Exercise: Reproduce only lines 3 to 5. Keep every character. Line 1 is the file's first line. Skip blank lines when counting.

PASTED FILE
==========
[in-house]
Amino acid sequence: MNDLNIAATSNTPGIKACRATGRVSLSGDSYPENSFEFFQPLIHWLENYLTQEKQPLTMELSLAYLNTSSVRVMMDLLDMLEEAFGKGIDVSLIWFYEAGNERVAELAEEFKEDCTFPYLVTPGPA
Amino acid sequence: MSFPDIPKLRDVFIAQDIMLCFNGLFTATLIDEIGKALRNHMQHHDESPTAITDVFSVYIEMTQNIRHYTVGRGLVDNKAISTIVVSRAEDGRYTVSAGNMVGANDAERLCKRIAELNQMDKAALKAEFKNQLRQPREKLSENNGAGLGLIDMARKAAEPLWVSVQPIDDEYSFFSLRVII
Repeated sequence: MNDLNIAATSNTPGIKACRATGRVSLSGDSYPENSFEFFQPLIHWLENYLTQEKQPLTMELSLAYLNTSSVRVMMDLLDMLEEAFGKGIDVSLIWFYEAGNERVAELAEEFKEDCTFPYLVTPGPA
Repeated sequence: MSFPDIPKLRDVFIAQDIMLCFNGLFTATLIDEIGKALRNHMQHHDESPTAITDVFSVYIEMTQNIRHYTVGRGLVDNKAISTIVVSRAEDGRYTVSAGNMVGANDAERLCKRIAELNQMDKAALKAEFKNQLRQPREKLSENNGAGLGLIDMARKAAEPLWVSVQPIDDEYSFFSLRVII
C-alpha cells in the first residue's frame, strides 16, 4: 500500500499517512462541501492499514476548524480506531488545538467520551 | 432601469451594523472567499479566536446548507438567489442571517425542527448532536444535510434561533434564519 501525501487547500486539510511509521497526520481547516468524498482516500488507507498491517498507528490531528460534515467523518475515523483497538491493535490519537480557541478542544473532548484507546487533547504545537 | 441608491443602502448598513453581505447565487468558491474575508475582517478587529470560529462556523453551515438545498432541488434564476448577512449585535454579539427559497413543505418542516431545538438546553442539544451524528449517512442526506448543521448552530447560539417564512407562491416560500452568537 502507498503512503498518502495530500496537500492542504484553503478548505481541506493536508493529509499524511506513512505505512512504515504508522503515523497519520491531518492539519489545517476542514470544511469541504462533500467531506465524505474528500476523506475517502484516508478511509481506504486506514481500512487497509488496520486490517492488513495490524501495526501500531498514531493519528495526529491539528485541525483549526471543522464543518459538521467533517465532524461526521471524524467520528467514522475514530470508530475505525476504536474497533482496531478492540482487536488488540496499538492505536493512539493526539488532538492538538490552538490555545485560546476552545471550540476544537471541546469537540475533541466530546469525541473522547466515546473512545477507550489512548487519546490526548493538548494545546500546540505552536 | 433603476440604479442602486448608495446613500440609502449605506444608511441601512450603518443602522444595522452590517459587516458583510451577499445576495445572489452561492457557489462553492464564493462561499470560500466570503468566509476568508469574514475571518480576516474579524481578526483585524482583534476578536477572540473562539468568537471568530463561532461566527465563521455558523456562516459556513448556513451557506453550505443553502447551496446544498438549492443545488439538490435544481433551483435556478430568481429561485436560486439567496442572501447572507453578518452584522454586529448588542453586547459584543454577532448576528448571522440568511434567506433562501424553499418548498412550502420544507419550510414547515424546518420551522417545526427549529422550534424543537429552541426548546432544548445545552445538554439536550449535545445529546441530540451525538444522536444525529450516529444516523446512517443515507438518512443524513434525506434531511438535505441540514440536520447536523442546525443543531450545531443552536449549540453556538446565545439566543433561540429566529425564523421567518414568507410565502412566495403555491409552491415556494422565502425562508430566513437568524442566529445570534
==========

Amino acid sequence: MSFPDIPKLRDVFIAQDIMLCFNGLFTATLIDEIGKALRNHMQHHDESPTAITDVFSVYIEMTQNIRHYTVGRGLVDNKAISTIVVSRAEDGRYTVSAGNMVGANDAERLCKRIAELNQMDKAALKAEFKNQLRQPREKLSENNGAGLGLIDMARKAAEPLWVSVQPIDDEYSFFSLRVII
Repeated sequence: MNDLNIAATSNTPGIKACRATGRVSLSGDSYPENSFEFFQPLIHWLENYLTQEKQPLTMELSLAYLNTSSVRVMMDLLDMLEEAFGKGIDVSLIWFYEAGNERVAELAEEFKEDCTFPYLVTPGPA
Repeated sequence: MSFPDIPKLRDVFIAQDIMLCFNGLFTATLIDEIGKALRNHMQHHDESPTAITDVFSVYIEMTQNIRHYTVGRGLVDNKAISTIVVSRAEDGRYTVSAGNMVGANDAERLCKRIAELNQMDKAALKAEFKNQLRQPREKLSENNGAGLGLIDMARKAAEPLWVSVQPIDDEYSFFSLRVII